Jefferson County Commission President David Carrington said there are probably “30 sticking points” in talks with creditors over restructuring $3.1 billion of sewer-system debt that has brought the municipality to the verge of bankruptcy.
The county last week postponed a decision on whether to enter the largest-ever municipal bankruptcy and extended negotiations on reorganizing the debt it has struggled to repay. Commissioners called a special meeting for 2 p.m. New York time Aug. 4.
About $300 million divides the county and creditors, Carrington said today in an interview after a commission meeting. The county has asked bondholders to forgive $1.3 billion of the debt, while creditors have offered to write off $1 billion.
“It’s more than dollar requirements,” Carrington said, declining to elaborate. “People are working feverishly on both sides.”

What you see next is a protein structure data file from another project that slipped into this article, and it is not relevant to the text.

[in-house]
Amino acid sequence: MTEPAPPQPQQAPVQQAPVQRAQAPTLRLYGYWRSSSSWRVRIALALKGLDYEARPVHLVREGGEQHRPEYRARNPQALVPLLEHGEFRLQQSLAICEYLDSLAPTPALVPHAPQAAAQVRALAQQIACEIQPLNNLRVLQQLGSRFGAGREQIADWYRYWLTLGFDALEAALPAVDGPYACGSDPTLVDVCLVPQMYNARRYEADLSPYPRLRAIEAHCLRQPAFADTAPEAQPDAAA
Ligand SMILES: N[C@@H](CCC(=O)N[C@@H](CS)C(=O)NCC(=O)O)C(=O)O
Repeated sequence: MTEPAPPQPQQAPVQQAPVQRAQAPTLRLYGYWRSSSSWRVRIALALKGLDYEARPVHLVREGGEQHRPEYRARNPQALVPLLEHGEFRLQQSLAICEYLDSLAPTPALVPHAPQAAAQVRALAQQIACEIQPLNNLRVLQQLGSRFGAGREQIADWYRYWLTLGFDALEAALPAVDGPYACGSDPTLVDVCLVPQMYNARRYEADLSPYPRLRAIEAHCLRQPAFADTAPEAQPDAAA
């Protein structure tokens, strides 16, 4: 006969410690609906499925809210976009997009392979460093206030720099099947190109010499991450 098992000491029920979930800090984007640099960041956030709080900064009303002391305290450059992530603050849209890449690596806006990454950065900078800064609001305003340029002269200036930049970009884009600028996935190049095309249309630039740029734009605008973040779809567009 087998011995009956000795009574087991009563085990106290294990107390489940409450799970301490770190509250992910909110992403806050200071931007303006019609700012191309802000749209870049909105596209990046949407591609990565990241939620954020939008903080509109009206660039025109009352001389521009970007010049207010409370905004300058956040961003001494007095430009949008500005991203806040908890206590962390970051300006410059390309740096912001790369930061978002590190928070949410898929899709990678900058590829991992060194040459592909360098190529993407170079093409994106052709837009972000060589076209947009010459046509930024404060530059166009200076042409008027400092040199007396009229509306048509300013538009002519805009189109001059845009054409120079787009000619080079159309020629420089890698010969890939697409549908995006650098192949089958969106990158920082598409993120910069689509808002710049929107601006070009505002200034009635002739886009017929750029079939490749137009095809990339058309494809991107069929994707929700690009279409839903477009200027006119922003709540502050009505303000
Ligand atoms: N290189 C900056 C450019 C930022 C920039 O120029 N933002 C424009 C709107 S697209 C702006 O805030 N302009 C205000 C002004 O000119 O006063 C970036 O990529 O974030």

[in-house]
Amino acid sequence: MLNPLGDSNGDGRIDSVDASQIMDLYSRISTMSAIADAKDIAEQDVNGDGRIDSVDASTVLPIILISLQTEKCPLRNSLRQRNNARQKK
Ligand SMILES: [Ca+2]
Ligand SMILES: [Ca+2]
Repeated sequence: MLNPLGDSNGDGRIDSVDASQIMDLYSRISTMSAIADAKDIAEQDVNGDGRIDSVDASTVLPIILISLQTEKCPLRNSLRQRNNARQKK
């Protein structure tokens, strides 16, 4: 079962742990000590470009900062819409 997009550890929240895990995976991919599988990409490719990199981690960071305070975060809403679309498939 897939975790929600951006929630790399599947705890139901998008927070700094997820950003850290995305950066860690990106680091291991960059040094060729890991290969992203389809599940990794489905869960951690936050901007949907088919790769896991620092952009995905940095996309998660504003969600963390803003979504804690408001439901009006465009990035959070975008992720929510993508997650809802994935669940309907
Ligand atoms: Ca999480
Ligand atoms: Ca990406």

The county is insisting on a “holistic solution,” Carrington said, which would restructure the sewer debt and solve a cash crunch in its general fund after the state Supreme Court in March struck down a wage and business-license tax that generated about $75 million annually.
State lawmakers in June refused to give the county more taxing power after the court ruling, forcing 500 employees to be put on leave.
The settlement being discussed would also resolve lawsuits brought by the county, bondholders and debt insures against one another, John Young, the court-appointed receiver who took over management of the sewer system, said yesterday in an interview.
The accord also envisions a significant state role, Young said. Lawmakers would need to create an independent sewer authority and pledge the state’s “moral obligation” to back the debt, he said. Governor Robert Bentley would have to call a special session of the Legislature and lobby lawmakers to pass a settlement package.
“It would be easier if it were simply numbers,” Young said.
Commissioner Sandra Little Brown said the county was preparing a counteroffer to the creditors before the Aug. 4 meeting.
“We are closer to bankruptcy than to a settlement,” she said in an interview.
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